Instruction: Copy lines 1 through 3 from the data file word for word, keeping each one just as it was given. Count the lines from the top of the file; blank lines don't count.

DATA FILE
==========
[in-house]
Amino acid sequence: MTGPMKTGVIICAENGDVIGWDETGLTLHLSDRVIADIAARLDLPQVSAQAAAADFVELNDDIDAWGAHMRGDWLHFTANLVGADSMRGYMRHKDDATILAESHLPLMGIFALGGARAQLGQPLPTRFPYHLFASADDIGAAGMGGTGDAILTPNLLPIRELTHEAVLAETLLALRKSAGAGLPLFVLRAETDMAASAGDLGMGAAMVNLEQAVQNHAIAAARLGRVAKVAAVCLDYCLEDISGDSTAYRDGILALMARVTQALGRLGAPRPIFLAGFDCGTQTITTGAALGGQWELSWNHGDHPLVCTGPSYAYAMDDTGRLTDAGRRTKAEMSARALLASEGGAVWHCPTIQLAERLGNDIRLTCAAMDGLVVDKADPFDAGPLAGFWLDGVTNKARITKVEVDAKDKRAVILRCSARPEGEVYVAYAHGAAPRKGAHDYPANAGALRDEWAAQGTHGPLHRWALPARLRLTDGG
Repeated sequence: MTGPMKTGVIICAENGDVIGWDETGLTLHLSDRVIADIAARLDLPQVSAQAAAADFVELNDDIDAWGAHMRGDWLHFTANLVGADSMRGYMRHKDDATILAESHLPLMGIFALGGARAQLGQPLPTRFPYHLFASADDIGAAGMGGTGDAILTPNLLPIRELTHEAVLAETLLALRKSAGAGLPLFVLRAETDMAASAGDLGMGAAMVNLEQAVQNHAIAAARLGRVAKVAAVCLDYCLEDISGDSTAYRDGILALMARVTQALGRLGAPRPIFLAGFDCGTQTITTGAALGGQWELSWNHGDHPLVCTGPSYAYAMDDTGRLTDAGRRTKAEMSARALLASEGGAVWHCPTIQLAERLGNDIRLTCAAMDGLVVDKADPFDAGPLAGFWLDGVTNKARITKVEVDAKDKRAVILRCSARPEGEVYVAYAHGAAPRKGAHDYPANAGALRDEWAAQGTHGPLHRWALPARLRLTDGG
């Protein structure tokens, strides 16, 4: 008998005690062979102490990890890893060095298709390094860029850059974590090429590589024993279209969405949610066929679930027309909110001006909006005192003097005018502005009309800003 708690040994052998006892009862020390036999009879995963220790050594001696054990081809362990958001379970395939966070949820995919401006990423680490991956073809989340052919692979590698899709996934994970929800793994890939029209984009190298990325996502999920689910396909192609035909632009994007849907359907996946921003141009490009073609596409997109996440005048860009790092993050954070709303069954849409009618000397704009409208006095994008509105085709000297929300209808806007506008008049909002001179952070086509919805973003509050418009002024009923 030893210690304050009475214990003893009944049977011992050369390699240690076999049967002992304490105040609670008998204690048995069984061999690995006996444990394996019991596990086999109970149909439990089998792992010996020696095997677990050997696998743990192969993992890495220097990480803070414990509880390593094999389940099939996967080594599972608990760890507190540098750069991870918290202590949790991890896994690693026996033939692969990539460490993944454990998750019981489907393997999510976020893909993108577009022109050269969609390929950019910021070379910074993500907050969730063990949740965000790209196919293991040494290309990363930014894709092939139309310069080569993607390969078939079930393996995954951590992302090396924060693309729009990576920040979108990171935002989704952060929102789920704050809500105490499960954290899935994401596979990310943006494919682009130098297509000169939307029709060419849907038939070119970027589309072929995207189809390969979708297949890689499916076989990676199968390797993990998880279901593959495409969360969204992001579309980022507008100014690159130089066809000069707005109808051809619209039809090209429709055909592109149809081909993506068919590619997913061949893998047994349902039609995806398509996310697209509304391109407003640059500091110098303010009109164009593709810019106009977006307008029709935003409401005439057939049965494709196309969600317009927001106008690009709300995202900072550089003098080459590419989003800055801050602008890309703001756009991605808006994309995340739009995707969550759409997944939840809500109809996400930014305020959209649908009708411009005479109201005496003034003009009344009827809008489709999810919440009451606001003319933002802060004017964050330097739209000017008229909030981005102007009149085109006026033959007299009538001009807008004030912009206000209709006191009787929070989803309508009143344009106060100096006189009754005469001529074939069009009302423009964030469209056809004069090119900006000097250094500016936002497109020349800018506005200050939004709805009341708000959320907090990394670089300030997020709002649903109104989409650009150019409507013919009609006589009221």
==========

[in-house]
Amino acid sequence: MTGPMKTGVIICAENGDVIGWDETGLTLHLSDRVIADIAARLDLPQVSAQAAAADFVELNDDIDAWGAHMRGDWLHFTANLVGADSMRGYMRHKDDATILAESHLPLMGIFALGGARAQLGQPLPTRFPYHLFASADDIGAAGMGGTGDAILTPNLLPIRELTHEAVLAETLLALRKSAGAGLPLFVLRAETDMAASAGDLGMGAAMVNLEQAVQNHAIAAARLGRVAKVAAVCLDYCLEDISGDSTAYRDGILALMARVTQALGRLGAPRPIFLAGFDCGTQTITTGAALGGQWELSWNHGDHPLVCTGPSYAYAMDDTGRLTDAGRRTKAEMSARALLASEGGAVWHCPTIQLAERLGNDIRLTCAAMDGLVVDKADPFDAGPLAGFWLDGVTNKARITKVEVDAKDKRAVILRCSARPEGEVYVAYAHGAAPRKGAHDYPANAGALRDEWAAQGTHGPLHRWALPARLRLTDGG
Repeated sequence: MTGPMKTGVIICAENGDVIGWDETGLTLHLSDRVIADIAARLDLPQVSAQAAAADFVELNDDIDAWGAHMRGDWLHFTANLVGADSMRGYMRHKDDATILAESHLPLMGIFALGGARAQLGQPLPTRFPYHLFASADDIGAAGMGGTGDAILTPNLLPIRELTHEAVLAETLLALRKSAGAGLPLFVLRAETDMAASAGDLGMGAAMVNLEQAVQNHAIAAARLGRVAKVAAVCLDYCLEDISGDSTAYRDGILALMARVTQALGRLGAPRPIFLAGFDCGTQTITTGAALGGQWELSWNHGDHPLVCTGPSYAYAMDDTGRLTDAGRRTKAEMSARALLASEGGAVWHCPTIQLAERLGNDIRLTCAAMDGLVVDKADPFDAGPLAGFWLDGVTNKARITKVEVDAKDKRAVILRCSARPEGEVYVAYAHGAAPRKGAHDYPANAGALRDEWAAQGTHGPLHRWALPARLRLTDGG